Or is she hoping for a well-paid job in Brussels, in the court of Schultz’s and Juncker’s at any price and is ready to abandon also her electors? I believed, the loyalty of a prime minister was firstly with people who elected her. Erna Solberg does NOT seem to understand this. And she is unfortunately NOT alone …”

    I think Erna Solberg should ask herself why she was democratically (!) elected for by the Norwegian people. She must not represent any other ideas than that of the people who elected her and they had their say on the EU-question several times and said a clear NO. Or: she can leave politics and can have any opinion she would like. Piece of cake! There are dozens of Norwegian commenters to your link who have a very similar opinion to mine. Read them, even if you do not like them.

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      1. They will not: PM Erna Solberg will not be reelected stressing such untrue things about Norway.You should read today’s & yesterday’s Norwegian press … The Norwegians will remember this at the next elections, be sure!

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  4. “Although referendums are often seen as an expression of democracy, in reality some political decisions are simply too complex for citizens to make on their own”

    I have neither myself asked, nor known anyone who had asked politicians to create “complex” systems or structures for us. They did it on their own so please eat the cake now. The “complex” issues can only come into being if the politicians do not take a “NO” from the citizens and try to trick them in the background. Let’s get back to basics. When politicians are in doubt they should ALWAYS ask the people and take a “NO” for a “NO” without trying tricks in the background like in Brussels. That IS democracy!

    Louis! Maybe you want to get a well-paid job in Brussels via this propaganda-blog? (There are more than 10,000 eurocrats earning more than the German Chancellor Merkel.) You would give the Schulz’s and Juncker’s the power to form YOUR future. That is YOUR problem but please keep the REST OF US out of this madness. And believe me the Norwegians do not need your help and KNOW better what they do. And so do the British, too, and if they are ready to pay the “terrible price” outside the EU, then it is their problem, not yours.

    I hope for BREXIT also for the rest of us and a profound reform of the union thereafter will be inevitable. We should send home 80-90 % of the eurocrats and get back to the status of the Common Market and stay there. The huge majority of the people of Europe do NOT want more “union” than that.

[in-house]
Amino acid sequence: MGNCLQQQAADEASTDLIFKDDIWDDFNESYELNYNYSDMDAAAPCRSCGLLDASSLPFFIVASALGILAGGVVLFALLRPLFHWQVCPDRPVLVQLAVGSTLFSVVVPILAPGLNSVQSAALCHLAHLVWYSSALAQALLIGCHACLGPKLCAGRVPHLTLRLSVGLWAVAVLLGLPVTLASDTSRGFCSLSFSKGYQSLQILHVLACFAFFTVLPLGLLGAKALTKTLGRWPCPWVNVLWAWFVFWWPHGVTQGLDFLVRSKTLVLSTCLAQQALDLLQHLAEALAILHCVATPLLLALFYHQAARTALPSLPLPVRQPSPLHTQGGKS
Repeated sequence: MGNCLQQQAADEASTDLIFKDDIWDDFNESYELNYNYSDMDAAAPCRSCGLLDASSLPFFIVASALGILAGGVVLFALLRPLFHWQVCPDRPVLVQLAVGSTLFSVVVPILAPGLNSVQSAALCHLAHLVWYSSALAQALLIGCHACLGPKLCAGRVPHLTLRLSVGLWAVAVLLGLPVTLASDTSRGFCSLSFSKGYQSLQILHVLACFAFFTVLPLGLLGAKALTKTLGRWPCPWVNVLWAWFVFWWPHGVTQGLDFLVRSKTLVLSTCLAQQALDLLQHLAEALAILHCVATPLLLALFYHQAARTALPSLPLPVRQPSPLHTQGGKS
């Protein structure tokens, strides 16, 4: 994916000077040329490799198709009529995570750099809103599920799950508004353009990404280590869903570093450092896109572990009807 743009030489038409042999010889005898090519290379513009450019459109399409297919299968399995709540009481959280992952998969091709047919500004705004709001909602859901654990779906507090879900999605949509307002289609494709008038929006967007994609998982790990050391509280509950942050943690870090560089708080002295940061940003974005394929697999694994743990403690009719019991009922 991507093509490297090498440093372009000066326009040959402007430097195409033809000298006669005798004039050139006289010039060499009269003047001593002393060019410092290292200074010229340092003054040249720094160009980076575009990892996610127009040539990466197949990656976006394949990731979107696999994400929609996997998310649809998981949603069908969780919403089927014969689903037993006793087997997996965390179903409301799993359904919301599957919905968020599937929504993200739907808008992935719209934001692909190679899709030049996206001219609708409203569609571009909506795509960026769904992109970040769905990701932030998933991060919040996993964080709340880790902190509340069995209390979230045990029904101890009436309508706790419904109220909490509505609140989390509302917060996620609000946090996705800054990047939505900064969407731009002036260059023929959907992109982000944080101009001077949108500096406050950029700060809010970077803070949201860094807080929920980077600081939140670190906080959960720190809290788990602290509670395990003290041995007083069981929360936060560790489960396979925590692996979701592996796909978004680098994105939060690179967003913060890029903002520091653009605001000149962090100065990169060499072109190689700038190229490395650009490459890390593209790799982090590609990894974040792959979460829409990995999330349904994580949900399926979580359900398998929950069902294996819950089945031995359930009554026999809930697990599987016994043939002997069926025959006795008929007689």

” … migration also brings huge benefits …”

    I hope you did not mean the victims at the Maelbeek station or at the Zaventem airport.

    The economic development of the EU during the last decades has been rather poor compared to other areas of the world and there are no signs of improvement though Barrosso said otherwise. And then there is also the euro, the great “EU-solution” for Greece, Italy, Portugal, Spain and etc…? Empty words do not make a great world, not even from Brussels.

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    1. I did not say that referendums are a bad idea. Simply that whilst in some cases the general public should have a say in politics (ie: the Irish referendum on gay marriage) in other cases it would make more sense for politicians to do their jobs on their own. Indeed, you cannot expect every citizen voting in this referendum to have an in-depth knowledge in how the European Union works. Politicians, who actually are the ones working with their collegues in the EU, know better than anyone how these insitutions work. It therefore only makes sense for them to take those decisions. Not to mention that if the turnout is around 50%, a quarter of the population will end up deciding the fate of a whole country. Whatever way this referendum goes, this is simply not good enough. Either everyone has a say or we should leave politicans to make those decision by themselves since we actually elect them for that very purpose.

      Furthermore, I am not talking on behave of Norway. Being a Brit living in the UK, I would be wrong to do so. Rather I am simply reiterating what they have said. You can see for yourself here: http://www.politico.eu/article/eu-referendum-look-before-you-leap-norways-pm-tells-brexiteers/.

      As for migration, it actually does bring numerous benefits to our economy and would bring even more if people accepted this and stopped discriminating against them. Just read the article in the hyperlink and see for yourself.

      Finally, I find it terribly ironic to hear people tell me that Greece, Spain, Portugal and Italy are a perfect example of why the EU does not work, when the people living in those very countries believe the EU should be stronger not weaker.